Does it Matter What One Thinks?

I have a hunch that the question posed in the title to this post will elicit different answers from men and women. Broadly speaking, men tend to assume that what they think and say matters. They pride themselves on being reasonable, objective, and well-informed. Many of them are, and I treasure the conversations I have had with such, especially those who have stretched my mind and understanding. I think it fair to say, however, that women are in a less fortunate position. No matter how intelligent or well-educated a woman may be, she will often find her opinion disparaged or disregarded for no other reason that that she is a woman. I have sometimes chuckled a little chuckle when taking part in conversations where some hapless man has kindly explained something to a female friend or colleague I know to be an expert in the subject under discussion. I notice that in most such cases the woman turns the conversation or lapses into silence rather than confronting her interlocutor. Is that weakness or wisdom? Does it matter what one thinks?

I have been thinking about this in the light of what St Benedict has to say about the uses and abuses of speech and the current Brexit debate. Some of the debate has not really been debate at all but a trading of slogans and insults that has done nothing to help any of us to a deeper understanding of the complex issues involved. Likewise, some of the personal attacks on individuals have been 0beyond the pale. Indeed, some of those on Theresa May have been so ugly that I have found myself sympathizing with her — something I never thought I could. But sympathy is not the same as agreement. In a democracy one has both the right and the duty to speak out; but there is a catch. To speak from a position of knowledge is one thing; to speak from a position of ignorance is quite another. Yesterday’s acceptance by the other EU member states of the so-called Brexit deal presents every UK citizen with a challenge that has enormous implications for the future. How we deal with it matters, but do any of us know exactly how we should?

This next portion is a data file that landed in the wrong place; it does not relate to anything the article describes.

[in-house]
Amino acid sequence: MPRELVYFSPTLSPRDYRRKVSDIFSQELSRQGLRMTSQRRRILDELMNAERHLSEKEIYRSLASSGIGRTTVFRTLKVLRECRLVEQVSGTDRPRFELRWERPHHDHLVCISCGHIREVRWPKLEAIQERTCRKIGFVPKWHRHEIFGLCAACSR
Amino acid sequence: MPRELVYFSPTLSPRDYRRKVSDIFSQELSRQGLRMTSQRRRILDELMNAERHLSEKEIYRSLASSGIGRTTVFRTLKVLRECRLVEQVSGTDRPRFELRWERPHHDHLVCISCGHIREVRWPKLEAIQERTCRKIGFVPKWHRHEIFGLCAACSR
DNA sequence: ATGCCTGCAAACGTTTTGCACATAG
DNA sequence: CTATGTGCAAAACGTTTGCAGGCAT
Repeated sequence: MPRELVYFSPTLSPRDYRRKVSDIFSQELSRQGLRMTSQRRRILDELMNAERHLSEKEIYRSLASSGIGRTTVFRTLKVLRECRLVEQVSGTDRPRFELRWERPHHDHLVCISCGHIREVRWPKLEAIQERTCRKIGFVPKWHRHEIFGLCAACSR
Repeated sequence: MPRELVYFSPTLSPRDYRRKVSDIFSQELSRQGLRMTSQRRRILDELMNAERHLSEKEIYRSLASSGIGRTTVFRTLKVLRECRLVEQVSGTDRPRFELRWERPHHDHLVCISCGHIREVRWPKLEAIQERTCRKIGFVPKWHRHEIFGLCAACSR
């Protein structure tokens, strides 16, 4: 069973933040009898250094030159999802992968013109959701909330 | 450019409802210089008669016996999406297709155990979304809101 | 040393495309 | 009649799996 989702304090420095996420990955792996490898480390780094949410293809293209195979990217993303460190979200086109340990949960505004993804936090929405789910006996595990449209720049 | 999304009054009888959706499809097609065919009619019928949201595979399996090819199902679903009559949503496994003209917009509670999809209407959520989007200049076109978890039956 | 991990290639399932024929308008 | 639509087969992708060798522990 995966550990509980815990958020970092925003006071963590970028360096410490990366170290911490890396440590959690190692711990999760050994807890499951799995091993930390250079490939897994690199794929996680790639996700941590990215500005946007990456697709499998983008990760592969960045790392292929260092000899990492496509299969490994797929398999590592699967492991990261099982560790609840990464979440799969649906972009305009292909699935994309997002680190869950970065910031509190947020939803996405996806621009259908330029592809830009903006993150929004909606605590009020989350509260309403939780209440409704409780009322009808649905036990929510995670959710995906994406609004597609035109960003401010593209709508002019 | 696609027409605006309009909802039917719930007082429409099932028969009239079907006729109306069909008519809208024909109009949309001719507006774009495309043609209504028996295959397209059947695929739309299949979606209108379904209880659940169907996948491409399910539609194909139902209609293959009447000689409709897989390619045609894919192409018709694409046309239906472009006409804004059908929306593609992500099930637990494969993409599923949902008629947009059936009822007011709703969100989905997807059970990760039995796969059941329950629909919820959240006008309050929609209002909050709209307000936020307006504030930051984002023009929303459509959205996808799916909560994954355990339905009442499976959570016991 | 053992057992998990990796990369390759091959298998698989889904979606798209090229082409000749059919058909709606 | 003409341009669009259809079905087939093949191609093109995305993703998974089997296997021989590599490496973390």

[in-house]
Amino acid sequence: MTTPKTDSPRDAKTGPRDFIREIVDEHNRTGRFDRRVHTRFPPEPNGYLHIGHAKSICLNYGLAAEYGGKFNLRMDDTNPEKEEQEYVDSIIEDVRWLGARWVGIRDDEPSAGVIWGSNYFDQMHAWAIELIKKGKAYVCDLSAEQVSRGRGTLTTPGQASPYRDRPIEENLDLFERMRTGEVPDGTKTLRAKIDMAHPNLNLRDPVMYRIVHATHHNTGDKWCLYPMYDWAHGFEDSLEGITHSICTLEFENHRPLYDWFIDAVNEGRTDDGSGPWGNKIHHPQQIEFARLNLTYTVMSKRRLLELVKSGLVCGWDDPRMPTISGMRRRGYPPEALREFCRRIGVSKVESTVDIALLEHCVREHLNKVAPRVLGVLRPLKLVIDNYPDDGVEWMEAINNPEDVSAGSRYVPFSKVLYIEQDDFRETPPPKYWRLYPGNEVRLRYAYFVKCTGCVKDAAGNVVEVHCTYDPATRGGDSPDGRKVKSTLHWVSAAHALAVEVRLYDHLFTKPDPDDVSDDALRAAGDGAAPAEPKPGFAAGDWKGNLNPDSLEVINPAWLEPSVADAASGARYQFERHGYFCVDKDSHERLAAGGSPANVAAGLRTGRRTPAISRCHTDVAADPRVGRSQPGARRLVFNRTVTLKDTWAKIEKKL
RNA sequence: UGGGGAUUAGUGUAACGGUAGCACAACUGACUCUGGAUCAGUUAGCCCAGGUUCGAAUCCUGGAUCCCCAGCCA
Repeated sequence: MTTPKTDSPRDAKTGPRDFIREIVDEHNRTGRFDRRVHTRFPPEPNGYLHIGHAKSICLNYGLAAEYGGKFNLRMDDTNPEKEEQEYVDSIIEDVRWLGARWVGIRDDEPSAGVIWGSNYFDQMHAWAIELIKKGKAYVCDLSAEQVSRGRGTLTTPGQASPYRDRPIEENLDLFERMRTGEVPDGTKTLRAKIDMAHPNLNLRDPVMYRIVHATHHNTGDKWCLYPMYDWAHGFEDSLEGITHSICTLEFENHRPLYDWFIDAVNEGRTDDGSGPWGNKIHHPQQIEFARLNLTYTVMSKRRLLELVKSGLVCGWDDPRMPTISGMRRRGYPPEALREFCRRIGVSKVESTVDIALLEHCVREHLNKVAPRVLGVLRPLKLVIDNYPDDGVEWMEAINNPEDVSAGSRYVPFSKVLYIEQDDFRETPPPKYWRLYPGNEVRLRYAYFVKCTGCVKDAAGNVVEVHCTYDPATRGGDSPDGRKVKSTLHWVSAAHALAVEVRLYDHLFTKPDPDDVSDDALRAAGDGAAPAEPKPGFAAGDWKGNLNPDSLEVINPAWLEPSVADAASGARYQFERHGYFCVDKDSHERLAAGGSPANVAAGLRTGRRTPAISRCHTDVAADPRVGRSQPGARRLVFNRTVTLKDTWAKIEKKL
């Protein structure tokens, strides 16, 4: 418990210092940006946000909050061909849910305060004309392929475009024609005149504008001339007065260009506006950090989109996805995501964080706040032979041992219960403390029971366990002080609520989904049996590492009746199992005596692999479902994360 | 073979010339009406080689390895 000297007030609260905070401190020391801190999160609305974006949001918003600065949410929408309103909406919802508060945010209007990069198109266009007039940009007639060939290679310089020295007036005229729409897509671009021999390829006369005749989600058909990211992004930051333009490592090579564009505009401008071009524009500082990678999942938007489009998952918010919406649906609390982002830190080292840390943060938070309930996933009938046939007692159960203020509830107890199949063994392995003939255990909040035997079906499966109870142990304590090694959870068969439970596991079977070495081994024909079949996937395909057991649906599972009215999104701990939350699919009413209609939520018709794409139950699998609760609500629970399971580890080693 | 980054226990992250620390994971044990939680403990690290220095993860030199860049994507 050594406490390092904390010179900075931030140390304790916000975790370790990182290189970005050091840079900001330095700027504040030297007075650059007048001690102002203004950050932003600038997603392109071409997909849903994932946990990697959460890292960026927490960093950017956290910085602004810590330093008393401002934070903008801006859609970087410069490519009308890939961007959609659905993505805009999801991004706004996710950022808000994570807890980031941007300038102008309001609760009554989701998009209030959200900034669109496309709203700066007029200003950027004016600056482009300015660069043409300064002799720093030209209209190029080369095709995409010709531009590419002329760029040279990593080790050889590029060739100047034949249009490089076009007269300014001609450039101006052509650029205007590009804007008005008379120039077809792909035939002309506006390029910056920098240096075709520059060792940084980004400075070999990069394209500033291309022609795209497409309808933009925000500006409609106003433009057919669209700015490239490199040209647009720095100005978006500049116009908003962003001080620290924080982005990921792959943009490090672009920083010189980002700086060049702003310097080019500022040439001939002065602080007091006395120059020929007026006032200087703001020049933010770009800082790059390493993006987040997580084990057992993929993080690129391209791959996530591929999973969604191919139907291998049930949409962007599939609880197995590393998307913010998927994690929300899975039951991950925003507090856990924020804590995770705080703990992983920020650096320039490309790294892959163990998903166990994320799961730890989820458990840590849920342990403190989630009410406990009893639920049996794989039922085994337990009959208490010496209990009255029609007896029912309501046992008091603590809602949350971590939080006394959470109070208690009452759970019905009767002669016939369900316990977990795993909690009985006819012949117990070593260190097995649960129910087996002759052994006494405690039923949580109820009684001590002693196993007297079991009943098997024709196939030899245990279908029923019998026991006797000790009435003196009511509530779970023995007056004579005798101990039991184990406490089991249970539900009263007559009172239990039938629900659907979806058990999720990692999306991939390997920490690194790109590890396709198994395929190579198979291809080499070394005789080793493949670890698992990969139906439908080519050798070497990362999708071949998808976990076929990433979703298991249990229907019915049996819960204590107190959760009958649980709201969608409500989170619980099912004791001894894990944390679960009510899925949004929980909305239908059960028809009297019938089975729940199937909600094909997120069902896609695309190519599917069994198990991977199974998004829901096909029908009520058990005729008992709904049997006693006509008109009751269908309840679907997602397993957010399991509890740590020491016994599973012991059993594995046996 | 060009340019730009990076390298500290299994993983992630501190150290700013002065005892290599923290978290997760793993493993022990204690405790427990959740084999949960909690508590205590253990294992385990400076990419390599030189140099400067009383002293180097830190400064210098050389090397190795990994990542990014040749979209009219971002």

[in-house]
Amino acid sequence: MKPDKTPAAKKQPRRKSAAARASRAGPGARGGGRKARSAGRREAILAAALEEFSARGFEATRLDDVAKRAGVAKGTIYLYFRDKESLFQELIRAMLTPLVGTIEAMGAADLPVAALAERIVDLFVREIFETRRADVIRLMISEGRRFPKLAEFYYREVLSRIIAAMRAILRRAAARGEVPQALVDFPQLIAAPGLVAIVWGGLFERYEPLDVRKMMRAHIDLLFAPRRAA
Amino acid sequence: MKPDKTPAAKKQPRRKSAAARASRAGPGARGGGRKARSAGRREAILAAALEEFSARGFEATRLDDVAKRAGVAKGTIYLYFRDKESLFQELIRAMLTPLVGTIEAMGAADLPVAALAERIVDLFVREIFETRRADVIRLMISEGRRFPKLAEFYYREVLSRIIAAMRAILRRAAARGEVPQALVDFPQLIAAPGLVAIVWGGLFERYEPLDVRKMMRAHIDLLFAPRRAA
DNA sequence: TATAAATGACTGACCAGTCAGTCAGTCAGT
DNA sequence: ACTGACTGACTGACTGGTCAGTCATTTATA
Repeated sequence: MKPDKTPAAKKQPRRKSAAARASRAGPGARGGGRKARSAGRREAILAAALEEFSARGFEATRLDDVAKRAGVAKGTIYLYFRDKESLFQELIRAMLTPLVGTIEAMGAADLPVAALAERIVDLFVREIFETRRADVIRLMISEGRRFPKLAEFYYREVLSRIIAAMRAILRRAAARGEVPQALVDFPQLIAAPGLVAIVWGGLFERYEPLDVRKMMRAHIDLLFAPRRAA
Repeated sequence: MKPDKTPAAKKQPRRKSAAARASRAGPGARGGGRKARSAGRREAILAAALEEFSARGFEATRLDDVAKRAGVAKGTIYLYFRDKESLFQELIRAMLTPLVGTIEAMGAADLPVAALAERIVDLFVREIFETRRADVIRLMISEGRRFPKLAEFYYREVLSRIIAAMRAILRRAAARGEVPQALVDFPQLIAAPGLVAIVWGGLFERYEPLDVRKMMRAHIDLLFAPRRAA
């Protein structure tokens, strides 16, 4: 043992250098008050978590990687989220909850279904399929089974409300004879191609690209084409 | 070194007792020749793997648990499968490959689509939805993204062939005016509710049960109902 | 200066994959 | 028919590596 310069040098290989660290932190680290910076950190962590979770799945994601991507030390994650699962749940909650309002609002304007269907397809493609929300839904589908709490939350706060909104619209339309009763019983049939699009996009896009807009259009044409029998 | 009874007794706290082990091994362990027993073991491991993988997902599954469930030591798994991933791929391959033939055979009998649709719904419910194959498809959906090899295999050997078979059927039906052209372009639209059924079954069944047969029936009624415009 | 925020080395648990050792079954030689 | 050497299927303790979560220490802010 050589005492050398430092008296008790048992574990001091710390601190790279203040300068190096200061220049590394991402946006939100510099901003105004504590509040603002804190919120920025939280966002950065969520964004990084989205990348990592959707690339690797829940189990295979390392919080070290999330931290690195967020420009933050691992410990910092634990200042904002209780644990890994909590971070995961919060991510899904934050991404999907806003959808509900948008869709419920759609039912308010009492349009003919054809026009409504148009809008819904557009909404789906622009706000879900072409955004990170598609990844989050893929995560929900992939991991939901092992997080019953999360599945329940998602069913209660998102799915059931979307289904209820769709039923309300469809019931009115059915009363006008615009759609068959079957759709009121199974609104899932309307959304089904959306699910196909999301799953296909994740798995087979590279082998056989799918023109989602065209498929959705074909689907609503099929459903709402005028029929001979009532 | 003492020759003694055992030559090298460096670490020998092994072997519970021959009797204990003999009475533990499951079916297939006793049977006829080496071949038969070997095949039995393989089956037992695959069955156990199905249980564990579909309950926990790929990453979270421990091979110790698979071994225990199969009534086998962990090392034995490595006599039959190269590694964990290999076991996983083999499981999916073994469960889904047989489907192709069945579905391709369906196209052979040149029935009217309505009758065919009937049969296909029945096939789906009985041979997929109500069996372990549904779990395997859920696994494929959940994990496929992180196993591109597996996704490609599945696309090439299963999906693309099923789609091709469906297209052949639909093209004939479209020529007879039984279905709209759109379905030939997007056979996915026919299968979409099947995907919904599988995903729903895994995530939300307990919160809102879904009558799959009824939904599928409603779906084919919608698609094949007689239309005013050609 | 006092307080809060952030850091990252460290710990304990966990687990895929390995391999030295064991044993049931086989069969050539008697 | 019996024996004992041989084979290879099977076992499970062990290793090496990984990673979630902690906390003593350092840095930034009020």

The only constructive suggestion I can make is one most readers will be expecting: to listen carefully to what others say, to weigh their words and exercise restraint in responding, especially when negative emotions are aroused. It is very easy to echo the anger of another without being aware that one is doing so. This morning I noticed quite a lot of anger on Facebook, but I am certain many of the angriest were totally unaware that their words might stir up a corresponding anger in their readers — though more directed at them than the objects they had intended. It is a perennial problem. We feel things deeply and choose words that express our feelings, letting them tumble out of us without any checks or balances. Sometimes, however,  a pause to reflect can be beneficial. Not everything has to be voiced as loudly as possible. Benedict expects his monks to be thoughtful and when they do speak, to do so in a few, well-chosen words (RB 7. 60–61). I think there is something in that for all of us, male or female, for or against Brexit or any other burning topic of the day, don’t you?

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